But you don’t have to take my word for it. I asked author Stephen Beaumont what he thought about the much-hypotheisized decline in craft beer once a big company starts paying the bills. Beaumont is the author of ten books about beer, including his most recent, The Beer & Food Companion. He has spent roughly the last 25 years drinking beer as part of his profession and has probably has more insight than me, you, and virtually everyone dwelling in the comments sections of beer articles.

“I cannot say that I have noticed a great decline in the quality of existing brands post-big brewery purchase,” he says. The use of a brand name to peddle “more accessible” styles through the introduction of new labels, yes, but not an overall decline in quality. That just makes sense – why would a brewery spend tens of millions to buy a company and then ruin its products?”

For good measure, I also talked to Toronto writer, Jordan St. John who is the author of three books about beer, including The Lost Breweries of Torontoand who has just announced a forthcoming co-authored guide to Ontario’s craft beer. St. John has also spent considerable time drinking beer with a discerning eye/mouth; however, him you actually might find dwelling in the comments sections of beer articles–just for shits and giggles.

“Honestly, I haven’t [seen evidence that quality suffers]. What exactly would be the upside of doing that?” he says. “I mean, I think you could probably argue that Goose Island IPA is not as good in the Canadian industry standard bottles and that the American version is probably better for that reason, but… I don’t think it’s intentional, exactly. I think it’s a side effect of trying to scale that up and I think they’re probably working on it.”

I’m also going to go ahead and assume that the same will be the case for Mill Street. There may be some hiccups while they figure things out with their new corporate overlords, but presumably the beer will stay pretty much the same.

Why would Labatt invest heavily in a Toronto craft beer brand only to further erode the value of that brand? It doesn’t make sense, and the evidence simply isn’t there.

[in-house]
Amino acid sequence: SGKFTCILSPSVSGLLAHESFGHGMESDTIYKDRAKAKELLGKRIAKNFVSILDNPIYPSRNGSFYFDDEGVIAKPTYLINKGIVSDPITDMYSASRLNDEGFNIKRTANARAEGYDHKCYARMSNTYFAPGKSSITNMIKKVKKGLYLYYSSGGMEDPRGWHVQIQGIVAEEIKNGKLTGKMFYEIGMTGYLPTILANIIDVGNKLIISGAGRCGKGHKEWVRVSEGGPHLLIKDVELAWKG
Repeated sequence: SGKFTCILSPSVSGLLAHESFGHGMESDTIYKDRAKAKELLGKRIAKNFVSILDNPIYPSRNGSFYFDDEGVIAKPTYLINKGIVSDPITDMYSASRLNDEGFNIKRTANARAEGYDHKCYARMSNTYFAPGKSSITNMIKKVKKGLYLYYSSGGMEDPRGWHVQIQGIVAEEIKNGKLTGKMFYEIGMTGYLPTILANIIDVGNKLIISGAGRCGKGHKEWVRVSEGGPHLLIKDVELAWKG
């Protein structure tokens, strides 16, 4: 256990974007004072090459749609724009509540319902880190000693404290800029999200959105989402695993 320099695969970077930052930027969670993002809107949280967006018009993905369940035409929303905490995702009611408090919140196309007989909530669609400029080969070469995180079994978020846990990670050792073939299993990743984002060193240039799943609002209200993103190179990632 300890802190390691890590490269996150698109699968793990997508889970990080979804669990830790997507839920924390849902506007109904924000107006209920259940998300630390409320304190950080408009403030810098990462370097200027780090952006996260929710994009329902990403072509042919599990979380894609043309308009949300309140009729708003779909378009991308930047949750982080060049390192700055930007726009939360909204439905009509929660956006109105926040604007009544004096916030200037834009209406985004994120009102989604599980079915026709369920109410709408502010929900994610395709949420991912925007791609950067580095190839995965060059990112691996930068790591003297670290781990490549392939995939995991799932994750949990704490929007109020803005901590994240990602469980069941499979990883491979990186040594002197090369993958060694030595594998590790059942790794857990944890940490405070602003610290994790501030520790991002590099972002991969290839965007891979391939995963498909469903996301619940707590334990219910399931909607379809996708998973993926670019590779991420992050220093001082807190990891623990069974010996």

But I’m not so narrow-minded as to propose it’s entirely out of the realm of possibility, and so I will again put this question to you, readers: have any of you actually got any real proof that, once a craft brewery is purchased by a large beer company, that small company’s brands being to suffer?

If any of you can come up with some convincing evidence that big brewers have ruined the quality of a still-in-production “craft” brewery, I’ll happily buy you a case of Mill Street Organic. Make sure you do it soon so you get a good case of beer before Labatt ruins it forever! Or, you know, doesn’t.


Author: Ben

23 thoughts on “Do “bought out” breweries really start making lesser beer?

  1. If anything this infusion of cash will actually make the beer better. I’ve noticed many inconsistencies lately with Mill Street beers, many to do with packaging issues. But I also just had an excellent experience at their brew pub. The beer was great, food pretty amazing and the service was top notch. I’m looking forward to being able to order a Mill Street beer at more mainstream establishments too (like the Rogers Centre). It’ll help open up the world of craft beer to so many more people than before.